JUDGE WON'T DISMISS FRINK LAWSUIT
By Venita Jenkins
LUMBERTON - A Superior Court judge on Monday denied a motion to dismiss part of a negligence lawsuit against Columbus County, its sheriff and jail staff.
The family of Dewayne Devon Frink filed the lawsuit in July 2005 against Columbus County Sheriff Chris Batten and Robeson County Sheriff Kenneth Sealey. The lawsuit alleges that the sheriffs and their jail staffs were negligent and caused Frink's death.
Frink, 22, hanged himself while in the Columbus County Jail in July 2003. He was being held on traffic and probation violations, according to court records.
Lawyers representing Columbus County asked that the lawsuit against their client be dismissed on the grounds of sovereign immunity - a provision that prevents governments from being sued under certain circumstances.
Judge Jim Ammons also denied motions filed by the lawyers for Frink's family.
One of the family's lawyers, Dan Blue of Raleigh, asked the court to rule on whether Columbus County officials were negligent and whether county officials waived their sovereign, or governmental, immunity when the county purchased a bond for its sheriff and additional insurance.
Ammons said all of the issues should be heard at trial. He also ruled that an out-of-district judge should preside over the case. The sheriff's offices involved in the lawsuit provide security for courts in the district.
"We do not want to complicate that," he said.
Robeson County was not part of the motions heard Monday. Scott Hart, the lawyer for Robeson County, said the county is gathering documents for discovery.
The lawsuit is scheduled for trial April 14.
Transfer to Robeson Frink was taken to the Columbus County Jail in April 2003. He was transferred to the Robeson County Jail because of crowding. On June 14, 2003, he asked to see a psychiatrist and signed an agreement not to harm himself.
Over the next few weeks, Frink tried to commit suicide three times by hanging himself, according to court records.
Robeson County officials notified Columbus County officials about Frink's behavior and asked them to send an officer to take Frink back to Columbus County, the lawsuit stated. He was returned to Columbus County on July, 7, 2003. He killed himself two days later.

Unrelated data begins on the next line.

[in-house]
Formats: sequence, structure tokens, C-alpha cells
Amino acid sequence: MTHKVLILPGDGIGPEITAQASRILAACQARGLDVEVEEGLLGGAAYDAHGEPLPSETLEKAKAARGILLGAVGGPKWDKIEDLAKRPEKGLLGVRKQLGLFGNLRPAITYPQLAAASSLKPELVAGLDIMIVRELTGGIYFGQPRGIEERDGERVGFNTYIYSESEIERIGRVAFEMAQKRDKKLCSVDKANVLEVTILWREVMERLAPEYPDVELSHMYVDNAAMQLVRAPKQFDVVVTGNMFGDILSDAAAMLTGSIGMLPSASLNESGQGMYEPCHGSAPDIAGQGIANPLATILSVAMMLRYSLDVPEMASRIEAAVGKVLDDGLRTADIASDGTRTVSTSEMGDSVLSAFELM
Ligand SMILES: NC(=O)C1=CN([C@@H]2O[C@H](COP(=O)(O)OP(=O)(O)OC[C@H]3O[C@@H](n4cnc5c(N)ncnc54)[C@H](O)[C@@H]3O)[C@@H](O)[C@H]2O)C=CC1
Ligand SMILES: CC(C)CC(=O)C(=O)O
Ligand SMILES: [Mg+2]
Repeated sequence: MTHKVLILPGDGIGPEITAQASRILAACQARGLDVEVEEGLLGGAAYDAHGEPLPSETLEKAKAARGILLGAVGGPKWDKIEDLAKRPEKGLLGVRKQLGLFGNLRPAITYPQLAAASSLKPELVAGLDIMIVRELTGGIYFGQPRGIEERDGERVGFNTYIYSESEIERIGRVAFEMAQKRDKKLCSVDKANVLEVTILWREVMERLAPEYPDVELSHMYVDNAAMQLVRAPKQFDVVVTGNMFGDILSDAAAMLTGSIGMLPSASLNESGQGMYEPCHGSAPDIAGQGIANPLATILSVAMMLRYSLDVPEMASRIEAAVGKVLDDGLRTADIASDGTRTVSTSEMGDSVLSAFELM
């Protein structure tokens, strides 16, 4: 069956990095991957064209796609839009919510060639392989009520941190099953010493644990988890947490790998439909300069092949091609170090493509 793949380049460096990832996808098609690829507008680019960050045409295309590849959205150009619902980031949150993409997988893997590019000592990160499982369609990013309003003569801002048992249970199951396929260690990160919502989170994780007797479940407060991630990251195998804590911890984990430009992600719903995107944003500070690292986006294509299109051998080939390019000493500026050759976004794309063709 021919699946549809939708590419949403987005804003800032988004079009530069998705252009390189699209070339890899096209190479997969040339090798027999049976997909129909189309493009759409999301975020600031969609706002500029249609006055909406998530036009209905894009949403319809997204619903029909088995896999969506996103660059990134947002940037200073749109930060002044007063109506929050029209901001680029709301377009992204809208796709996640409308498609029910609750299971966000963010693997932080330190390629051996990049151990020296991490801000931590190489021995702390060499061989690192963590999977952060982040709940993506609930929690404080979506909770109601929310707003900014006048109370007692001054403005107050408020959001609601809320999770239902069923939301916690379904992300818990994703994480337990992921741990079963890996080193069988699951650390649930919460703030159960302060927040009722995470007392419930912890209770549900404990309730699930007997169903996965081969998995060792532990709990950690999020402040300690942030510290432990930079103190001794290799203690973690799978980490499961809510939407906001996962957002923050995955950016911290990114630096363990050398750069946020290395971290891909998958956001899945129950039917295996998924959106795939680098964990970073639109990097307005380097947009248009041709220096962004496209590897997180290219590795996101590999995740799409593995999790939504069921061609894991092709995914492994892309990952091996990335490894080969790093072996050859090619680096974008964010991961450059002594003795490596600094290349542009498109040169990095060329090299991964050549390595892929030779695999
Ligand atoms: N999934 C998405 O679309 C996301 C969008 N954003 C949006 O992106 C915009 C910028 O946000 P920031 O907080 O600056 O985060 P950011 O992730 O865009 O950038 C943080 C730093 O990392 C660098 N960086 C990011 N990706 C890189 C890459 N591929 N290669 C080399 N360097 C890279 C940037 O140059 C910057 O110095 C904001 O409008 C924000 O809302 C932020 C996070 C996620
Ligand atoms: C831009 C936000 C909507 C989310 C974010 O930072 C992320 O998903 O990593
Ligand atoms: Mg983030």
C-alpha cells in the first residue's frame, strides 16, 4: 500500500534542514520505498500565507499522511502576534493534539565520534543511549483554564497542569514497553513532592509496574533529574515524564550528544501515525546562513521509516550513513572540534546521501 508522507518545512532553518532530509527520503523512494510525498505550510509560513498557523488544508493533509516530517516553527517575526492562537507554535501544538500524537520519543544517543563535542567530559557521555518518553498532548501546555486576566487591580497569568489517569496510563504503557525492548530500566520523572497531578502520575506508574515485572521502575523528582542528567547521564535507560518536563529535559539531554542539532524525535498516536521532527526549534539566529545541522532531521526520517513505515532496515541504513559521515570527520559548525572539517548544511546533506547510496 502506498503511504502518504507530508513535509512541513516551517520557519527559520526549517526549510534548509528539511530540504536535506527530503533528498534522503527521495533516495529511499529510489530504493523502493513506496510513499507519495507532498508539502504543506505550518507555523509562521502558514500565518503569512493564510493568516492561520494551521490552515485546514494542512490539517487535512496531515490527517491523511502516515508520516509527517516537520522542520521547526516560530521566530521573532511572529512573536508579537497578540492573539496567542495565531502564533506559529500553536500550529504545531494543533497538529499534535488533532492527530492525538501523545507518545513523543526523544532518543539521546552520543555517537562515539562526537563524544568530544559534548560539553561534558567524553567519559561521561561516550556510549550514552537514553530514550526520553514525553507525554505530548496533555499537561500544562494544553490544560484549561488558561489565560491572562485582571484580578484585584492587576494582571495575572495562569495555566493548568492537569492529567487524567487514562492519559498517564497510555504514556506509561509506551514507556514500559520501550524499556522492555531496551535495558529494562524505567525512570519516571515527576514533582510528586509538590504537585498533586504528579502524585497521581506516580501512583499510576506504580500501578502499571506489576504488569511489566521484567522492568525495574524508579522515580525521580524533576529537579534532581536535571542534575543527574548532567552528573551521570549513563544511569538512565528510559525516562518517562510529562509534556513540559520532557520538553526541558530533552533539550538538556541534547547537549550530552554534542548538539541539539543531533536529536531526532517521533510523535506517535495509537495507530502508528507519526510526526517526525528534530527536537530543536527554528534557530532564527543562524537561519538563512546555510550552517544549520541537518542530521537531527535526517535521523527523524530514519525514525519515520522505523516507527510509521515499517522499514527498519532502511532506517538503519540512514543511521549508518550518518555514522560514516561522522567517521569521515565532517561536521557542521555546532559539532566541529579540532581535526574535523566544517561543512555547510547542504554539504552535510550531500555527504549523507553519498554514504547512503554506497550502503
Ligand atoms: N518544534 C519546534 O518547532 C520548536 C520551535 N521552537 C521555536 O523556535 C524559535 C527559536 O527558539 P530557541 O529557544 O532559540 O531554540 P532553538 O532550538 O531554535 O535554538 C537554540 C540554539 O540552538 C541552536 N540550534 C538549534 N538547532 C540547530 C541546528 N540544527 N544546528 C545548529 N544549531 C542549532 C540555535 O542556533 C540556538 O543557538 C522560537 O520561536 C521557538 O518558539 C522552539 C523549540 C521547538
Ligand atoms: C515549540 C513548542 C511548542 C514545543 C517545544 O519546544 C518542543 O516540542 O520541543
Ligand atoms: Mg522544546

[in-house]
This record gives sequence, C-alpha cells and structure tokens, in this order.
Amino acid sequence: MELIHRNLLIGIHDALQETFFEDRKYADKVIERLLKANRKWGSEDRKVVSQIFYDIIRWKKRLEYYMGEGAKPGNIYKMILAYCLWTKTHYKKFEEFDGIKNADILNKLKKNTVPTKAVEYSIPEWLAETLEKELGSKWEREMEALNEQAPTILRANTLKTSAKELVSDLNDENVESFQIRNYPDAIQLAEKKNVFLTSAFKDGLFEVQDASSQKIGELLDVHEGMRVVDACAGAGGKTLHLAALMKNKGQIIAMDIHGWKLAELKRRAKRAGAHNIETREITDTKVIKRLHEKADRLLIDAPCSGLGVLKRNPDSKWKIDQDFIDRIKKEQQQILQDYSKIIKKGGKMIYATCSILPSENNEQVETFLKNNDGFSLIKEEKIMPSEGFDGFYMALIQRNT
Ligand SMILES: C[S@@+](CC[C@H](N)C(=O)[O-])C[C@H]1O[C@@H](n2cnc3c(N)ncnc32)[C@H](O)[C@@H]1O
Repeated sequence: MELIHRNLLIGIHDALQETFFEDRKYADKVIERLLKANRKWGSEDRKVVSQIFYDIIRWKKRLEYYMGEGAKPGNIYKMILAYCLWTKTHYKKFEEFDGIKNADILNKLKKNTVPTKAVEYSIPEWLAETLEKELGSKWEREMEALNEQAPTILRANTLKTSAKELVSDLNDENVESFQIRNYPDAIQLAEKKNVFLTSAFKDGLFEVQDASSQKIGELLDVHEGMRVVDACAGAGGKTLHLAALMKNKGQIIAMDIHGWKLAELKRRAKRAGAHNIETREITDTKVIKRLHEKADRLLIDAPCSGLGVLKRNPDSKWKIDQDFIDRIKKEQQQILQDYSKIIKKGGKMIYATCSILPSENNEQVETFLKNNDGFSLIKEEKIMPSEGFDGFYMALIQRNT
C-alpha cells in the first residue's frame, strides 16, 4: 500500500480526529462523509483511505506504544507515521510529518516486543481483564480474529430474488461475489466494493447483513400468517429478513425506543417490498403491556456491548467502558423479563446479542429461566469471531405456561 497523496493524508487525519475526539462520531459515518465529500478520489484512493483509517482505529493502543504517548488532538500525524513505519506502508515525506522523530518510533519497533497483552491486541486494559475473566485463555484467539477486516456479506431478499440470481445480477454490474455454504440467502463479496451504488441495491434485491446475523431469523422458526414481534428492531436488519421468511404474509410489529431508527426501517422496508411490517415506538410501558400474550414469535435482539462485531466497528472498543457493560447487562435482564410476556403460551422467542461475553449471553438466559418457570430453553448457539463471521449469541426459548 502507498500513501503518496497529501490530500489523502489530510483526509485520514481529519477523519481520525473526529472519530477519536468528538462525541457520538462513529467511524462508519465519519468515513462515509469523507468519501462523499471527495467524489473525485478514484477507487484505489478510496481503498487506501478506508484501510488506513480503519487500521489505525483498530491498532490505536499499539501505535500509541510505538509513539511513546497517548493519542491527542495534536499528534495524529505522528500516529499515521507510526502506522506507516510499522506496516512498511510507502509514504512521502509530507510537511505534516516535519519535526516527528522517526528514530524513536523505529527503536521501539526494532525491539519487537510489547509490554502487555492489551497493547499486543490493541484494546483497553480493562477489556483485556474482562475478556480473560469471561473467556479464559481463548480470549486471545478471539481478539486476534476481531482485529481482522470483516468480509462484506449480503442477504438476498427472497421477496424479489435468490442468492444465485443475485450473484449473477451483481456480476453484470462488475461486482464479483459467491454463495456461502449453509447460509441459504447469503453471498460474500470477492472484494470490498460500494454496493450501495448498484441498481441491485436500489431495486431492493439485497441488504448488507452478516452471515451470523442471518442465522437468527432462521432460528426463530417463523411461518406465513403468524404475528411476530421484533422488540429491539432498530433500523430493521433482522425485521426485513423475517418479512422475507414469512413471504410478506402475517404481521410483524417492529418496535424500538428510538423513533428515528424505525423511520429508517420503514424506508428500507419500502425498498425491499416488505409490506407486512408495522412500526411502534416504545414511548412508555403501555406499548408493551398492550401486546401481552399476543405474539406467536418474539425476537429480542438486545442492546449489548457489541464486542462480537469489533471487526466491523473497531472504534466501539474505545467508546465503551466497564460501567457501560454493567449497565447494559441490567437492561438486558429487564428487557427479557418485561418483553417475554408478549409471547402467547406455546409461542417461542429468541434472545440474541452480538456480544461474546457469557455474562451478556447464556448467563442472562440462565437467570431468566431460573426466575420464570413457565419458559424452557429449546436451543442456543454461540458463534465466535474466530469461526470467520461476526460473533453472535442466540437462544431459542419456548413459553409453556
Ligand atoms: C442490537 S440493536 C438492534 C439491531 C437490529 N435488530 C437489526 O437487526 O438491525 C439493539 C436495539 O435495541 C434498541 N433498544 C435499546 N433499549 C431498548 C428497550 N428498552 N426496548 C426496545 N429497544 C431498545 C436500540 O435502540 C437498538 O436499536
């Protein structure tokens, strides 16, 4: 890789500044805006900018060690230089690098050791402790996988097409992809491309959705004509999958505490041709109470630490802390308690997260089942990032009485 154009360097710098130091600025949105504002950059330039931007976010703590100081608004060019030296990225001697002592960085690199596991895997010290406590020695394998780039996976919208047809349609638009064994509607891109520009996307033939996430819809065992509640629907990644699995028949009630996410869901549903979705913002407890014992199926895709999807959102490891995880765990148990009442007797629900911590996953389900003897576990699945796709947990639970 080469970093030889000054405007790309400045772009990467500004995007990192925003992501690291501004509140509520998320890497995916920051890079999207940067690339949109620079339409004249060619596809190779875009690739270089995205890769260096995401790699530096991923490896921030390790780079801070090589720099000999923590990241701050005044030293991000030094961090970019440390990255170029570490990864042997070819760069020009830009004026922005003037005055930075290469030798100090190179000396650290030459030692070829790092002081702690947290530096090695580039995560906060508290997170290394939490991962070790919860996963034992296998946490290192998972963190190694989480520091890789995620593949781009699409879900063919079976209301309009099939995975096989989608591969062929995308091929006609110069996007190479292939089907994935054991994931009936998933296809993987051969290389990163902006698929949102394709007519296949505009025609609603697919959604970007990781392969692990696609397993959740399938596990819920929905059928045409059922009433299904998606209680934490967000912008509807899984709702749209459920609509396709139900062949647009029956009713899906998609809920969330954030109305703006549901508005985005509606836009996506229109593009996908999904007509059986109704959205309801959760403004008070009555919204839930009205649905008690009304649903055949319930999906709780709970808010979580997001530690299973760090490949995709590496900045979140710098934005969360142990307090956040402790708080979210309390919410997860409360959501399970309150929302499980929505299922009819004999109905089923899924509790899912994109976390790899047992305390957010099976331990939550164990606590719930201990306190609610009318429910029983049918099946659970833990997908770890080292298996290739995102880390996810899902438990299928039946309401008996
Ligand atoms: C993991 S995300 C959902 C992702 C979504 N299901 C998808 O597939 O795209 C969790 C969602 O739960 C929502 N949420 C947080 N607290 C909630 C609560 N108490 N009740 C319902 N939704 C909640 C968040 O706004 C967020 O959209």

Lawyers spent most of the morning arguing the issue of immunity and whether Columbus County was liable.
Lawyers for Columbus County claim officials were not aware of Frink's suicidal attempts because Robeson County did not hand over his medical records and medication prescribed to him by a doctor.
But Columbus County officials should have known because Frink was still their responsibility, Blue said.
"(Batten) sending him to Robeson County did not change his primary responsibility of the inmate," Blue said. "The sheriff should know everything that Robeson County should know."
Robeson County was acting as an agent for Columbus County, he said.
Blue also told the court there was a violation of public safety. Frink did not receive the medical care that he needed, Blue said. The jail failed to re-evaluate Frink when he returned to Columbus County.
Also, Columbus jailers failed to check on Frink twice within an hour.
Frink was placed in a cell with 10 other inmates, said Allan R. Gitter, one of the lawyers for Columbus County. None of them reported any erratic behavior by Frink. Also, the jailers checked on Frink throughout the evening and spoke with him.
It is up to the jury to decide whether the jailers' action were negligent and caused Frink's death, not the court, Gitter said.
Dhamian Blue, another lawyer for the Frink family, said Batten's immunity was waived when the county bought a $50,000 bond for him. According to state statute, the purchase of the bond waives governmental immunity, he said.
Two insurance policies waive immunity for Batten, jail administrator Alexander Singletary and former County Manager Billy Joe Farmer, who is also named in the lawsuit, Dhamian Blue said.
The insurance covers claims that do not fall under immunity, said Christopher Geis, one of Columbus County's lawyers. Geis also said that a claim against a bond is separate from any other claim.
"It does not mean we waive immunity," Geis said. ". The plaintiff is trying to say if you have a bond, you can never raise the case of sovereign immunity as a defense."
Staff writer Venita Jenkins can be reached at email@example.com or (910) 738-9158.